As we walked through the half acre of man-made gardens' entrance to the Wintergarden complex, I was struck by their intrinsic naturalness and the patterns of dappled light. Richard said they are ‘one of the largest publicly accessible private gardens in the region.’ He credits the illusion of a much larger space to the use of meandering sinuous paths.

    There are three distinct themed locations within the Wintergarden complex: The Tom Wills Tavern, The Empire Hall and Salons – fine dining, and Myee’s Tearoom. Myee is pronounced my. The tavern’s namesake and a local, Tom Wills was a leading Australian cricketer from 1856 and is said to be the founder of Australian Rules football. Heavy drinking was apparently part of the sport's culture at that time and purportedly played a role in his tragic death in 1880.


    Maria Myee Gallagher, 1889-1967, was the granddaughter of the original owner, William Daniel Winter. ‘An educated woman of many talents, Maria Myee never married and lived in the hotel throughout her life.’ She was a skilled pianist and taught the piano as well as the sewing arts and painting to locals. She was also well-known for her charitable work in the town.

    The interview and tour began in Myee’s tearoom. Its décor, like the rest of the complex, ‘pays deference to the 19th century colonial Victorian nature of the Carrington Inn.’ An airy and serene space, the tearoom’s authentic hand-painted stencilled wallpaper, pale green wainscoting, slate floor, furnishings, and hanging baskets suggest a Victorian garden conservatory.

    When I asked about the ideas underpinning the renovation process, Richard explained the choice before him. Restore the inn to look like the property as it had been in 1885 or restore it to reflect the Victorian era from 1885 but have modern restaurant equipment. For commercial reasons, he opted for the latter.

    After much research, Richard and his team distilled the Victorian period to a single restoration intention: ‘allow modern-day patrons to appreciate the aspirational nature of the Victorian era’ and witness a different lifestyle.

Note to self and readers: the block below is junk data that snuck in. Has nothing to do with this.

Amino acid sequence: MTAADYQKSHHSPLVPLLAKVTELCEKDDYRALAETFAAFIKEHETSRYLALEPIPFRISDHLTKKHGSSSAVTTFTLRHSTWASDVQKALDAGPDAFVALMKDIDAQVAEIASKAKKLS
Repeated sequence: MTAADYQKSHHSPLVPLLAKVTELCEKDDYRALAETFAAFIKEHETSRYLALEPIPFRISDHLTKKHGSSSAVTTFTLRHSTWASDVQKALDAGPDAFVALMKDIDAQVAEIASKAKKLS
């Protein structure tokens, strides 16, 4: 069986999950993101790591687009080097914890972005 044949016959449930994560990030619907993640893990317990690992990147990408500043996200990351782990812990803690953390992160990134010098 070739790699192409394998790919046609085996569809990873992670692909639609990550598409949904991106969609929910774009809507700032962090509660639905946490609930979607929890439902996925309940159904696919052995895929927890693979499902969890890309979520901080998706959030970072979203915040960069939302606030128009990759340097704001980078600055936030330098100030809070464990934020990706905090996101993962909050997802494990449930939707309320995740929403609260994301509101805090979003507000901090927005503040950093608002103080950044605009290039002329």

The aspirational mood of the period is clearly visible in the style of ceilings in the tavern and the Empire Hall and Salons. The tavern’s patterned copper ceiling is reminiscent of Tudor ceilings and represents the revival of British styles during the Victorian era. The decorative tin ceiling in one of the salons is another popular architectural element from that period as are the subtly lit, rounded vaulted plaster ceilings in the Empire Hall.


    The Victorian theme is evident in the use of decoratively etched glass mirrors, beautiful period-styled drapery, luxurious furnishings, dining settings, and décor accents. Thirty-three hand-painted artwork reproductions tell the colonial story, including artwork by Tom Roberts. In the tradition of the time, a picture of Queen Victoria dominates the Empire Hall.

    The attention to authentic detail is also seen in the use of deeply embossed wall covering (Lincrusta) in  the Empire Hall. Lincrusta was invented in Britain in 1877 by the same man who invented linoleum floor covering some years before.


     Having visited many famous historic sites, I found The Carrington Inn as striking as places like Chatsworth House and Hampton Court in UK. Of course, The Carrington's pristine interior décor  and the inn are much smaller in scale than those other historic UK properties.

    As Richard told the stories behind each room’s décor, I realised that he is more than the owner and operator of an enterprise that happens to exist in a heritage property. He is keenly aware of his custodial role in restoring, documenting, and protecting heritage.

    As I left that afternoon, I realised that heritage places not only add dimension to the character of a community and its diversity but to its unique features of streetscapes as well.


    Left to right: Mark Summers, General Manager; Edwina Fitzgerald, Accommodation Manager; Me, Innkeeper; Merili Pihlamäe, Venues Manager; and Andrew Stansbie, Executive Chef.